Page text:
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July 03, 2018

IMF published its staff report and selected issues report on the 2018 Article IV consultation with New Zealand. Banking sector is strong and banks continue to hold strong capital and liquidity buffers. The IMF Directors noted that macro-prudential policies have contributed to reducing risks to financial stability and should continue to mitigate risks from high household debt. Bank and household balance sheets have become more resilient with a lower share of loans with high loan-to-value ratios (LVRs).

The staff report highlights that macro-prudential policies have contributed to reducing risks to financial stability in the country. After three rounds of tightening of LVR restrictions, the share of outstanding residential mortgages with LVRs above 80% declined to under 8% by September 2017, from 21% in September 2013 prior to the imposition of LVR restrictions. Bank and household balance sheets have become more resilient with this decline. RBNZ relaxed the LVR restrictions marginally as of January 01, 2018 and signaled possible further easing. With household debt still elevated, Directors generally did not see further relaxation of LVR restrictions as appropriate in the near term.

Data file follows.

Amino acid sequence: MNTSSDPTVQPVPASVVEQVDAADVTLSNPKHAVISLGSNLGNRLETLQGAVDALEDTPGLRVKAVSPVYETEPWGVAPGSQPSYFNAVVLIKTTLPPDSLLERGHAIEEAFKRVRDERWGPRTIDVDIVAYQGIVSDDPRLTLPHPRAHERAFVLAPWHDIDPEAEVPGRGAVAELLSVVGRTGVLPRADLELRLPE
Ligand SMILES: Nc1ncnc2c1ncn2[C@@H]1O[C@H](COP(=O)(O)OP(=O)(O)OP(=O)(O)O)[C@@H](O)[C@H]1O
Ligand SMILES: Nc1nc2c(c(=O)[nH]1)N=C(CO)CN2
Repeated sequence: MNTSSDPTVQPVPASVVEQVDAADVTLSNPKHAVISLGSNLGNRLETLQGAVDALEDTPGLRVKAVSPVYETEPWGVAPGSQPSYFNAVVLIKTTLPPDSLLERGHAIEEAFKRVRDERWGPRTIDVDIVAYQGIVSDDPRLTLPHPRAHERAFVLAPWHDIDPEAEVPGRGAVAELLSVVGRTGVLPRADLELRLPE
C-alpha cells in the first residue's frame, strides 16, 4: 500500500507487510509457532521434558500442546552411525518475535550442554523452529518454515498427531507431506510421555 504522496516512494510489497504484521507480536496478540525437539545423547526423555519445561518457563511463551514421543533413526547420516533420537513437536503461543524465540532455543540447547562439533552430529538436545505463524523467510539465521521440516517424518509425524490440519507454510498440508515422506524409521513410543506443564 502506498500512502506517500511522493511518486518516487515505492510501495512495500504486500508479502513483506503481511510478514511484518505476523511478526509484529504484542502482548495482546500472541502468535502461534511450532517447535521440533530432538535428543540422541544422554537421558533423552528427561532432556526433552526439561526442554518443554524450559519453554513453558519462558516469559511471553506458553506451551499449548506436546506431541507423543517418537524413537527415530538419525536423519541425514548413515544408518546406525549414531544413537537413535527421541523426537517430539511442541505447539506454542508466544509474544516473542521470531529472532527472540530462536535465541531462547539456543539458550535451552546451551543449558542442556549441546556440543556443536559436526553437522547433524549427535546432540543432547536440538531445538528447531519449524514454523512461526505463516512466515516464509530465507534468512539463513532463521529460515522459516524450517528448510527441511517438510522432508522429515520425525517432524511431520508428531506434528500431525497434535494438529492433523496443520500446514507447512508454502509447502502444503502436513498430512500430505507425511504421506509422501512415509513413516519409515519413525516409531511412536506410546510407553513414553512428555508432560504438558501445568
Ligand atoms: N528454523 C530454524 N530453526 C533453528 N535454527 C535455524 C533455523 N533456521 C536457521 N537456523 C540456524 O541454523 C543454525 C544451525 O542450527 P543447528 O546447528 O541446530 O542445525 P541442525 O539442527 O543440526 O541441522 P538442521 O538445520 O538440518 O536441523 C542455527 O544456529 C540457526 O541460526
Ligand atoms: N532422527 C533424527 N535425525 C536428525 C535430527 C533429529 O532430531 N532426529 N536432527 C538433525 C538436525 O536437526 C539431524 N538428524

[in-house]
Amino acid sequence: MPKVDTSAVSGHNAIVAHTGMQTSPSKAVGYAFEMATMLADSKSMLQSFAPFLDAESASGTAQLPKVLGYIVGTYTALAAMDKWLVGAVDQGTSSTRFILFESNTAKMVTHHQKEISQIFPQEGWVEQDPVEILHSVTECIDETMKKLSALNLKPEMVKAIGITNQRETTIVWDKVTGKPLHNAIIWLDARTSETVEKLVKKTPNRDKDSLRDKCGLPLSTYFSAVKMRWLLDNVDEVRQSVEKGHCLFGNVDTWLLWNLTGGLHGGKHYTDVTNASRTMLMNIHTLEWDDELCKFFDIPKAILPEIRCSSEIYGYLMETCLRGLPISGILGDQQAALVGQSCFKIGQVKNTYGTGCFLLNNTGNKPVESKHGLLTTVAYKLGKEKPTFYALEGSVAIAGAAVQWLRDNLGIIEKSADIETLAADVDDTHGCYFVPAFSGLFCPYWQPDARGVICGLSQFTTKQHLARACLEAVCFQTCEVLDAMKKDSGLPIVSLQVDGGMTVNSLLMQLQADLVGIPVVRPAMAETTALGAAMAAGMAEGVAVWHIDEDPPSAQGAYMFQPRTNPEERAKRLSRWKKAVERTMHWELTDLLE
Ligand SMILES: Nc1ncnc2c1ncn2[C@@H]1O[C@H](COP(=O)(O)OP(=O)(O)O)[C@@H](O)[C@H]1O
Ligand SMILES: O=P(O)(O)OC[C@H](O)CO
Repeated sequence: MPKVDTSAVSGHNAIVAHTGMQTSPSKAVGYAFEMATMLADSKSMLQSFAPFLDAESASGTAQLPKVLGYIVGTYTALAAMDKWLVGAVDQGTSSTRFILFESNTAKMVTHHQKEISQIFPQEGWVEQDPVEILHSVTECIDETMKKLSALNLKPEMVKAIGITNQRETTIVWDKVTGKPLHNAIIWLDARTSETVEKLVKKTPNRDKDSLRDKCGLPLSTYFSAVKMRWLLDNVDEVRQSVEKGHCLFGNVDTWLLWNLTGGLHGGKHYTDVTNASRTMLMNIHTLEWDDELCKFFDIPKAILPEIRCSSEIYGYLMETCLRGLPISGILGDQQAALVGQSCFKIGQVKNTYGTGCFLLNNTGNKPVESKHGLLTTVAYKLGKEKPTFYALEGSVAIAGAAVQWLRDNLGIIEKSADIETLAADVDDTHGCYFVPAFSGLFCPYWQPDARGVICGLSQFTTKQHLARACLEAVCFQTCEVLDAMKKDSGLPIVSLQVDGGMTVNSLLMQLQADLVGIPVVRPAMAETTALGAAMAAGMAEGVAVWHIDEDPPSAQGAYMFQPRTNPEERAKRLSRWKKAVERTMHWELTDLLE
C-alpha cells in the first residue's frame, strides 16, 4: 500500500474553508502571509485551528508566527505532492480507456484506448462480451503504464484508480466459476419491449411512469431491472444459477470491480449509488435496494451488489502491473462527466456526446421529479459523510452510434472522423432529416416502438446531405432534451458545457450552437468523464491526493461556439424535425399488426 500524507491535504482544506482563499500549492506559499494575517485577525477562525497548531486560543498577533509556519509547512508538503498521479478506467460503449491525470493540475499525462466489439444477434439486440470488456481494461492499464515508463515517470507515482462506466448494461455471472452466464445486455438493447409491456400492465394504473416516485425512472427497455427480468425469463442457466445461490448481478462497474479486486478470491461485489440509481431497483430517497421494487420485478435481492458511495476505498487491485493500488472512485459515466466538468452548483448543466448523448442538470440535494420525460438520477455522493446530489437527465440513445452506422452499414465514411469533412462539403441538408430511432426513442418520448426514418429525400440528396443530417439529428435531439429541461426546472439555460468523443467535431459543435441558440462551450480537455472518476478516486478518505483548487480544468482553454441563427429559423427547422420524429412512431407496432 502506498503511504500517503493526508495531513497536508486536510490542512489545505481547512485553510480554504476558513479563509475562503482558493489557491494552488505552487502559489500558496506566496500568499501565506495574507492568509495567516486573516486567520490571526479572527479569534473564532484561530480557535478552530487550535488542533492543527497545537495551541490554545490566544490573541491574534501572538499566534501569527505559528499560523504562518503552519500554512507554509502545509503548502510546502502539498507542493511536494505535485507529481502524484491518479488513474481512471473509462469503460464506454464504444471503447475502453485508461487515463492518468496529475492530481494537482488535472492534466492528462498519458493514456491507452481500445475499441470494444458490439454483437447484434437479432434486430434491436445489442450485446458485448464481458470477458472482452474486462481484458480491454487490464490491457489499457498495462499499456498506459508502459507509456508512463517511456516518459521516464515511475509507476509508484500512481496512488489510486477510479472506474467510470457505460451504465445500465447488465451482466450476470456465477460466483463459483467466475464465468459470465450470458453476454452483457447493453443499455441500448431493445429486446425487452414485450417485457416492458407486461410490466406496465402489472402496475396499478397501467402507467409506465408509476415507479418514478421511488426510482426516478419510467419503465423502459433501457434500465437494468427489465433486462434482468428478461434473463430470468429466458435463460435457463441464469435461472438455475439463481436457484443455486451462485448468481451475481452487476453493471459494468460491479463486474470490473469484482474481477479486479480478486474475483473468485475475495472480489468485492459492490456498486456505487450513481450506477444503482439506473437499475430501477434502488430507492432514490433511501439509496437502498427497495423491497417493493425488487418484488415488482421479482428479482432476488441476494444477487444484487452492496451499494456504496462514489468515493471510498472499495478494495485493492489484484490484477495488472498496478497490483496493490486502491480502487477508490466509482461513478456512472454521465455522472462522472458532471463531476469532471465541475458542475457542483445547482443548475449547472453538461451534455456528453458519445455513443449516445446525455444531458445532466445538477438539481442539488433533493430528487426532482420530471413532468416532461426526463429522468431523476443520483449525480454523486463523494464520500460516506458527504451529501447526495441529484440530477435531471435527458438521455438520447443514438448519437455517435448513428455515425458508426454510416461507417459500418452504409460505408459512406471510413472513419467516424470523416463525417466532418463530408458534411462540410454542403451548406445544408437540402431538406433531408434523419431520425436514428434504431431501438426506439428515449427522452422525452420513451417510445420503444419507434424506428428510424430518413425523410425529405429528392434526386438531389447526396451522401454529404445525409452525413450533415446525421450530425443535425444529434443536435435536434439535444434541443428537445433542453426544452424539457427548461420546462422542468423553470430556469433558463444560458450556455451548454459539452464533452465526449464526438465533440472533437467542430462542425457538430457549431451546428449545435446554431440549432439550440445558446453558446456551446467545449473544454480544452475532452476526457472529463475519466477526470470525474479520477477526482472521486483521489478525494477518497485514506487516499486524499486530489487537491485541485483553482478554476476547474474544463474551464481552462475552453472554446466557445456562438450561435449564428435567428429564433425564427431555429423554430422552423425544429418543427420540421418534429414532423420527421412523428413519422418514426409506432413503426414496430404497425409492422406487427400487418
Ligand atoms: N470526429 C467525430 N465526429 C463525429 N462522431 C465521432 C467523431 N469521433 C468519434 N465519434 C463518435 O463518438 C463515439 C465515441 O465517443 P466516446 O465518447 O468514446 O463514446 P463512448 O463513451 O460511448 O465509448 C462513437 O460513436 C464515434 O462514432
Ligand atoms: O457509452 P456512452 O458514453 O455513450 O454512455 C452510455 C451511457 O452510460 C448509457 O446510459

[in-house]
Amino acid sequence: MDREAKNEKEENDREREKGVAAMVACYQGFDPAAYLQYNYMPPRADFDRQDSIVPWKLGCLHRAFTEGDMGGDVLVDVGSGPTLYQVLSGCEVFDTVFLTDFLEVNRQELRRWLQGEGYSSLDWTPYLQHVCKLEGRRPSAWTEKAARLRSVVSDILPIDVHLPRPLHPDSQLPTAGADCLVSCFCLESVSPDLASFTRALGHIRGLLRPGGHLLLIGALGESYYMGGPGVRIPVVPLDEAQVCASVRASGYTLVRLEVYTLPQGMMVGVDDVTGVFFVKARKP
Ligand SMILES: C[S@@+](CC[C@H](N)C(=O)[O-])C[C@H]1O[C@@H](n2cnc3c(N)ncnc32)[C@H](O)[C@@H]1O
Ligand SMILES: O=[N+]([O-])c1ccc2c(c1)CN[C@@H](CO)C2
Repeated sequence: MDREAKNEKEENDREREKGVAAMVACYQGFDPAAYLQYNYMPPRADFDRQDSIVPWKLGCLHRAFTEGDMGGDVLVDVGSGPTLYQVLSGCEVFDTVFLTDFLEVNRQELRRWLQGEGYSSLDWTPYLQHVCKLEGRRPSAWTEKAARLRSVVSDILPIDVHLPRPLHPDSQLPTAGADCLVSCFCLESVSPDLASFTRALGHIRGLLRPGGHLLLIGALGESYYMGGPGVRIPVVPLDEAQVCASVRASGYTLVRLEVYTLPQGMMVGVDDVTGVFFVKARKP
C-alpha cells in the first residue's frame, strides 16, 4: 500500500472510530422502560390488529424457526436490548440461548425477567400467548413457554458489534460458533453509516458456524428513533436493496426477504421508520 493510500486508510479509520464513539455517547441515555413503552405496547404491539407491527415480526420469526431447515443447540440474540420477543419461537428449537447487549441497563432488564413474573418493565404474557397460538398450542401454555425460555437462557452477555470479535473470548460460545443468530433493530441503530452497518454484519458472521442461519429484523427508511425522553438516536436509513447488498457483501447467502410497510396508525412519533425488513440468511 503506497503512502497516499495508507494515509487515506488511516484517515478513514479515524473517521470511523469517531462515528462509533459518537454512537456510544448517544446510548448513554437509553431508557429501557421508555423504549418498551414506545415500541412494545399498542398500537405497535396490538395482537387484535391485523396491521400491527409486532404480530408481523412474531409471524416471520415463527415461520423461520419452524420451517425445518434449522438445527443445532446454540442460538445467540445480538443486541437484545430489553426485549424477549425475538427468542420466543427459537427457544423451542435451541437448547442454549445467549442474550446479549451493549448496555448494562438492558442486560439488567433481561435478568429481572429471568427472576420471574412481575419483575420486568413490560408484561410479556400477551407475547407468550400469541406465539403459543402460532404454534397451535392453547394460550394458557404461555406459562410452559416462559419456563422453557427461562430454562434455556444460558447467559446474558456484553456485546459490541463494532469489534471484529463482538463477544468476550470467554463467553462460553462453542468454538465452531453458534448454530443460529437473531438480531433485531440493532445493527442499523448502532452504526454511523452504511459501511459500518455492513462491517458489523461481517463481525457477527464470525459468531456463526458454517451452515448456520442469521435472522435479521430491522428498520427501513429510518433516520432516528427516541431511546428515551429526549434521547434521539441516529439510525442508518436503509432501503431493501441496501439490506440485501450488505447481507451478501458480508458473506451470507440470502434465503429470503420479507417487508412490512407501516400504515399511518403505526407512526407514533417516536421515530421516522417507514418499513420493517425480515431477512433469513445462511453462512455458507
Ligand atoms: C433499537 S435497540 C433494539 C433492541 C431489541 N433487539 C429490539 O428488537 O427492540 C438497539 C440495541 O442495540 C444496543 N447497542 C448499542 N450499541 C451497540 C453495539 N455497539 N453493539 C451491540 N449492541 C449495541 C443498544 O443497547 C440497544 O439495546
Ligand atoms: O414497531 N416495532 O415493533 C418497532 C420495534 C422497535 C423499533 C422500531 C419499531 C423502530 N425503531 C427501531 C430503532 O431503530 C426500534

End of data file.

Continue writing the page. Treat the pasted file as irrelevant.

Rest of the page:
Last year’s Financial Sector Assessment Program (FSAP) identified an urgent need for strengthening the macro-prudential framework, including by broadening the toolkit to include a debt-to-income (DTI) or debt-service-to-income (DSTI) instrument and the supervisory pillar of New Zealand’s three-pillar approach to banking regulation. Related reforms should be prioritized in the deliberations, implementation, and addition of resources. In context of the second phase of the review of the Reserve Bank Act, Directors encouraged the authorities to emphasize priority areas in need of reform, such as the macro-prudential toolkit and the supervisory pillar, as suggested in the 2017 FSAP.

The selected issues report on New Zealand examines gaps in the infrastructure investment, the backdrop to the revamping of the inflation targeting framework, policy response to housing affordability, and recent productivity performance from a firm-level perspective.


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Keywords: Asia Pacific, New Zealand, Banking, Article IV, FSAP, Macro-prudential Policy, Financial Stability, IMF

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